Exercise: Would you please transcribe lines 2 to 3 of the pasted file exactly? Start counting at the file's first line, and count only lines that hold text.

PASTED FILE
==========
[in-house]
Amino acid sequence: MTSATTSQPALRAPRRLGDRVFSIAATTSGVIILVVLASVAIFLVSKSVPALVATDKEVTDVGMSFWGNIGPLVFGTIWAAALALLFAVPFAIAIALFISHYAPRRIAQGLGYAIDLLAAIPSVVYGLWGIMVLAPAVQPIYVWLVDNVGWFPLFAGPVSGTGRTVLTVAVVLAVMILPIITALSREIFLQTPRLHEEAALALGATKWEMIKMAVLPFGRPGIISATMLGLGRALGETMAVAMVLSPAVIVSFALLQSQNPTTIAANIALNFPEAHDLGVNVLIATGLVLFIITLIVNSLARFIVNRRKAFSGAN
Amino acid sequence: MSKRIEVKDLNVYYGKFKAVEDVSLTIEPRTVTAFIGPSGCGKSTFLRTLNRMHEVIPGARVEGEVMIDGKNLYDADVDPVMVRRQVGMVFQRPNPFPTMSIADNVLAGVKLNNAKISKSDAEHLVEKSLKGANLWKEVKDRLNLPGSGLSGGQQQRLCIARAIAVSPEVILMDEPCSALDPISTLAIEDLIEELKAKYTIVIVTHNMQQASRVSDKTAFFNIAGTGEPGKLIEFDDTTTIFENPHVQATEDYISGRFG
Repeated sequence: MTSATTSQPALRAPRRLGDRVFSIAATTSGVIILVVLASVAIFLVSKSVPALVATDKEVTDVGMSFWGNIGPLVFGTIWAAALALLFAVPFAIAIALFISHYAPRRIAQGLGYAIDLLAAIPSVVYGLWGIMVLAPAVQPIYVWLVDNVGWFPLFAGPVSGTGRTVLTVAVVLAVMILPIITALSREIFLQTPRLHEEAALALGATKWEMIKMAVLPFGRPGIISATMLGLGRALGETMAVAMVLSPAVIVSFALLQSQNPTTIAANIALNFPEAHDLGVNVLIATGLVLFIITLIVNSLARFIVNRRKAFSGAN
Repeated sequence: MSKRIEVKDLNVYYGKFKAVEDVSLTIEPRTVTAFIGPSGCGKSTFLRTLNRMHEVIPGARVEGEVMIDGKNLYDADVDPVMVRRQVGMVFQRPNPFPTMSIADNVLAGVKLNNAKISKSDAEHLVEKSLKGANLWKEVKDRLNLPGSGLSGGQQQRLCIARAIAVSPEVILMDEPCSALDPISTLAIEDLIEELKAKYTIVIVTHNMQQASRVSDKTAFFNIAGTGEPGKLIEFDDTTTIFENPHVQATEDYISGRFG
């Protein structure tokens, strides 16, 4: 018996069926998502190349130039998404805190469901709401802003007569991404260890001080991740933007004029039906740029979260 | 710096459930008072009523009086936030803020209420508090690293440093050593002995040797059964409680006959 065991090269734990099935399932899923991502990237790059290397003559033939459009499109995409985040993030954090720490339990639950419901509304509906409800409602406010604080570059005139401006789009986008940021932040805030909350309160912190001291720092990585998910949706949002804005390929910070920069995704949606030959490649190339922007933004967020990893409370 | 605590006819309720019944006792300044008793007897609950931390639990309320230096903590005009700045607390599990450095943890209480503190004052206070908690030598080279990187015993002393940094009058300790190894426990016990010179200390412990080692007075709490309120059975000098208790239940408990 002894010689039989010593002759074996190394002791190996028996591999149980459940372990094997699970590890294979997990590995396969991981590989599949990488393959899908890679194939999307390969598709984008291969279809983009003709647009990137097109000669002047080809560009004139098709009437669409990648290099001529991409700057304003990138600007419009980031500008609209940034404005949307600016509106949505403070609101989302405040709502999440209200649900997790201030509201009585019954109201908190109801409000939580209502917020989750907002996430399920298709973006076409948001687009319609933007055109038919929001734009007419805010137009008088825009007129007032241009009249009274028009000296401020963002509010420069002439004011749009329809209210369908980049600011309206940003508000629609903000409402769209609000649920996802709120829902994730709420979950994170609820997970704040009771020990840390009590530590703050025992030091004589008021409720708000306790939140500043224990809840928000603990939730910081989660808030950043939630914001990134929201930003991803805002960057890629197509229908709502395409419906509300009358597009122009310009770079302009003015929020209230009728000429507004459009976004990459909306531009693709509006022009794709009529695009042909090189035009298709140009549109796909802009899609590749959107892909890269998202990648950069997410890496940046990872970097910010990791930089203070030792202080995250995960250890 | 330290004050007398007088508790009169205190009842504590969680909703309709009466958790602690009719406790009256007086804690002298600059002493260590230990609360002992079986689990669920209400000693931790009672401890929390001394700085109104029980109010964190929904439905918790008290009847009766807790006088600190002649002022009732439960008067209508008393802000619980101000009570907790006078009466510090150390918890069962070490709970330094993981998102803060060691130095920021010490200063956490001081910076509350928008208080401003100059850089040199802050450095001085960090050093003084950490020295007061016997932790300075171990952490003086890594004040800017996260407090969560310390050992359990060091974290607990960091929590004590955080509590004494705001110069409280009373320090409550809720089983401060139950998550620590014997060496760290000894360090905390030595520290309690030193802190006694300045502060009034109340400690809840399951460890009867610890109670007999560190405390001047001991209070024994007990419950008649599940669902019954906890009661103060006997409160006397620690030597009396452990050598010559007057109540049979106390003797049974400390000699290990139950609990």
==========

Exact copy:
Amino acid sequence: MTSATTSQPALRAPRRLGDRVFSIAATTSGVIILVVLASVAIFLVSKSVPALVATDKEVTDVGMSFWGNIGPLVFGTIWAAALALLFAVPFAIAIALFISHYAPRRIAQGLGYAIDLLAAIPSVVYGLWGIMVLAPAVQPIYVWLVDNVGWFPLFAGPVSGTGRTVLTVAVVLAVMILPIITALSREIFLQTPRLHEEAALALGATKWEMIKMAVLPFGRPGIISATMLGLGRALGETMAVAMVLSPAVIVSFALLQSQNPTTIAANIALNFPEAHDLGVNVLIATGLVLFIITLIVNSLARFIVNRRKAFSGAN
Amino acid sequence: MSKRIEVKDLNVYYGKFKAVEDVSLTIEPRTVTAFIGPSGCGKSTFLRTLNRMHEVIPGARVEGEVMIDGKNLYDADVDPVMVRRQVGMVFQRPNPFPTMSIADNVLAGVKLNNAKISKSDAEHLVEKSLKGANLWKEVKDRLNLPGSGLSGGQQQRLCIARAIAVSPEVILMDEPCSALDPISTLAIEDLIEELKAKYTIVIVTHNMQQASRVSDKTAFFNIAGTGEPGKLIEFDDTTTIFENPHVQATEDYISGRFG